• demerwater  On 04/26/2017 at 2:35 pm

    When I was old enough to read and make sense of the newspaper, I was drawn to a page in the “Sunday Chronicle” – the section devoted to the ‘League of Coloured People’. I grew up looking forward to the LCP Fair; an annual event of enjoyable entertainment. Here and there my (East Indian) parents and other elders appeared to accept what I can best describe as a “status quo” situation. There were White people, aspiring Black people; and East Indians who seemed to be more intent on preserving a diaspora culture (I do not think that ‘diaspora’ was a word at that time).
    My father would occasionally comment on an item in the LCP section of the paper; in a rather matter-of-fact way that led me to believe that he was resigned – to what, I did not know; I could not know.
    To be sure there were features about East Indians; cultural / religious activities of the ‘Sanatan Dharma Maha Sabha’ and the ‘United Sad’r Islamic Anjuman’. But these were event centered – Phagwah and Eid.
    Imagine my surprise when I learned, later in life, that the League of Coloured People was quite an international organization.
    But it also appears that, even in its formative years, it had something of an identity crisis.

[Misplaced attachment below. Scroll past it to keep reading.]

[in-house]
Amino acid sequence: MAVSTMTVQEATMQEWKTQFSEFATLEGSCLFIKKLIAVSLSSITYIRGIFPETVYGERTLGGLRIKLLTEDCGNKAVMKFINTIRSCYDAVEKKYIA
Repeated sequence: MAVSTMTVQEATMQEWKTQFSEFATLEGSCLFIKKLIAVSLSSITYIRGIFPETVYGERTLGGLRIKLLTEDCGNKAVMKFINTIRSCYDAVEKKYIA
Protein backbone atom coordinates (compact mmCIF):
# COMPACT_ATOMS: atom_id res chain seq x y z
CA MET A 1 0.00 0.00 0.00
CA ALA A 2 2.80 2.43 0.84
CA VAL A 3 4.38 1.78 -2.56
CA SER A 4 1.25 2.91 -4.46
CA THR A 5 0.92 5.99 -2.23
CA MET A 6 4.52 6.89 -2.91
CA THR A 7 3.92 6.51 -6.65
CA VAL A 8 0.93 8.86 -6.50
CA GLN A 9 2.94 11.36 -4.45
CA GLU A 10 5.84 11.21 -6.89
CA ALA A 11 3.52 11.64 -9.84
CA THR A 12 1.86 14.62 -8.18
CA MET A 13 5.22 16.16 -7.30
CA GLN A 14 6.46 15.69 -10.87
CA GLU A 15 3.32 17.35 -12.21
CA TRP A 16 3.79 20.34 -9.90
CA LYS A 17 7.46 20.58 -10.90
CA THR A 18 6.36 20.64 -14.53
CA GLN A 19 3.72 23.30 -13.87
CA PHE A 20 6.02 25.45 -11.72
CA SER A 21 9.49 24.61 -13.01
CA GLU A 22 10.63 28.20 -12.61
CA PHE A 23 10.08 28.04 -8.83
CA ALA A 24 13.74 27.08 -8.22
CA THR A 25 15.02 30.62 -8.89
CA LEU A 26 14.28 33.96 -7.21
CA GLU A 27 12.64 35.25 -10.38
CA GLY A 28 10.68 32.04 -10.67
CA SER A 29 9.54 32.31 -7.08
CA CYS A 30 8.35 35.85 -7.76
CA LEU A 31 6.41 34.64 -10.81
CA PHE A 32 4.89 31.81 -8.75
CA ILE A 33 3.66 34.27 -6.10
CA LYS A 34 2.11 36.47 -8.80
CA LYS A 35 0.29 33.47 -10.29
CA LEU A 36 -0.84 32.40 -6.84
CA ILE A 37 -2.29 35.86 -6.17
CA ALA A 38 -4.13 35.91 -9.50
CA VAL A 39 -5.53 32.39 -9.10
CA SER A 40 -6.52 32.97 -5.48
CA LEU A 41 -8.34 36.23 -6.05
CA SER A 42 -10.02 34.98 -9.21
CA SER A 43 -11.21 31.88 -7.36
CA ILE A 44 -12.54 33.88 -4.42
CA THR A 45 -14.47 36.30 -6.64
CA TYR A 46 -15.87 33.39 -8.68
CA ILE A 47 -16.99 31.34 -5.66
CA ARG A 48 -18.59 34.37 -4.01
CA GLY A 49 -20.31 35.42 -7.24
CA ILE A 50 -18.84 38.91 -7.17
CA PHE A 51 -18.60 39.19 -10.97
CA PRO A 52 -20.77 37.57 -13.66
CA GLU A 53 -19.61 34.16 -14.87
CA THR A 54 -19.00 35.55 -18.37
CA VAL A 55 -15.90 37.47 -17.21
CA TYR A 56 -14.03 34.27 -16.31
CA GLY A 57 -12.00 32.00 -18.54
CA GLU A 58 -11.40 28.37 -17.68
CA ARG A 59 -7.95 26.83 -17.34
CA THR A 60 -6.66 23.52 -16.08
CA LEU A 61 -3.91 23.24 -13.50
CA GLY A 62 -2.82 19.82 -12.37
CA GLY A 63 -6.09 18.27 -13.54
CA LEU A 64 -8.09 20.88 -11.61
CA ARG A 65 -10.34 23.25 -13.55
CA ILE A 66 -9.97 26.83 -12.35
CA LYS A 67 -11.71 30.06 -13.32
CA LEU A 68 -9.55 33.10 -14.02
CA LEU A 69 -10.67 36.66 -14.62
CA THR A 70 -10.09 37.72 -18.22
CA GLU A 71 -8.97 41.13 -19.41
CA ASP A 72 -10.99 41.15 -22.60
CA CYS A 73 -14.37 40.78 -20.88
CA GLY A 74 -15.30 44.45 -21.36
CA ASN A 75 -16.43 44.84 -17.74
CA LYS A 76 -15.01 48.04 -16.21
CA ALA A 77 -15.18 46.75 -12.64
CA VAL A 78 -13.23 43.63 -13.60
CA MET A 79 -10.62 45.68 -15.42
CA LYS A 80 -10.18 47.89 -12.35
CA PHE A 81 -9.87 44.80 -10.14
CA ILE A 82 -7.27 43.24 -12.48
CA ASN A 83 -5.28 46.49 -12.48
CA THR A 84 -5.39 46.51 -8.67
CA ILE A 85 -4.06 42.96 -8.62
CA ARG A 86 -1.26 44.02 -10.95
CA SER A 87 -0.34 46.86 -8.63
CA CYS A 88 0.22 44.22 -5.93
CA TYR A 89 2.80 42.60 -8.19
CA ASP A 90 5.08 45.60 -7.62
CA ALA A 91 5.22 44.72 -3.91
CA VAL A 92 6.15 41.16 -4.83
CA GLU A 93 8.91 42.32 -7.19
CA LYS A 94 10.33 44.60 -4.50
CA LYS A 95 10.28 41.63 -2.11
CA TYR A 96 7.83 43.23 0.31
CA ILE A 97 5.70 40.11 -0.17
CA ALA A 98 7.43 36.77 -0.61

Did “coloured” mean ‘not White’?
    Or did it mean ‘not pure Black’?
    I really do not know. You must understand that this was all before my time.
    But it did seem to have been an issue profound to our (I am a small part of it) Guyanese heritage.
    Edgar Mittelholzer, ended one of his books about the Van Groenewegen’s – poignantly and ironically.
    From what I can remember, the patriarch of the clan persuaded one of his descendants, conceived on the ‘other side of the tracks’, to change his surname from ‘Van Groenewegen’ to ‘Greenfield’
    And on this New Year’s Day, he was reading of the “King’s New Year Honours List” – and there he saw that a “Greenfield” had been knighted.
    But for his stupid and stubborn insistence on preservation of the “bloodline”, it would have been a “Groenewegen”.

  • Veda Nath Mohabir  On 04/29/2017 at 11:32 pm

    It is unclear to me what Prof David Hinds means by Indians more “ethnically deliberate” but that he paints Indians as scheming and that they are “aggressive and calculated” while the Africans are easygoing, with a “simplistic attitude to race and ethnicity”.